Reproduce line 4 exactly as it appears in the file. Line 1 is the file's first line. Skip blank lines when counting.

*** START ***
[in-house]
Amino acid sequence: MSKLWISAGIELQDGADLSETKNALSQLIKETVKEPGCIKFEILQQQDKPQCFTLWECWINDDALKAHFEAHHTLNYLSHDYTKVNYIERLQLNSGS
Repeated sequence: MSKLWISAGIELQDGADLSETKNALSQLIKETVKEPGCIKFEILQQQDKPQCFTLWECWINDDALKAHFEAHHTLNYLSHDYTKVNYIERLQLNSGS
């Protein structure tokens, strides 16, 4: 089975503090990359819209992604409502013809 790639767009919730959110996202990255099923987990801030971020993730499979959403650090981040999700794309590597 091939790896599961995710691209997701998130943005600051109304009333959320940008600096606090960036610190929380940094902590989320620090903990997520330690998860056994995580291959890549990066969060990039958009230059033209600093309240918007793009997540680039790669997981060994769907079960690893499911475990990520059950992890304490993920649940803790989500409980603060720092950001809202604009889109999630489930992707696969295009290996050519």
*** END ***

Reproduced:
């Protein structure tokens, strides 16, 4: 089975503090990359819209992604409502013809 790639767009919730959110996202990255099923987990801030971020993730499979959403650090981040999700794309590597 091939790896599961995710691209997701998130943005600051109304009333959320940008600096606090960036610190929380940094902590989320620090903990997520330690998860056994995580291959890549990066969060990039958009230059033209600093309240918007793009997540680039790669997981060994769907079960690893499911475990990520059950992890304490993920649940803790989500409980603060720092950001809202604009889109999630489930992707696969295009290996050519």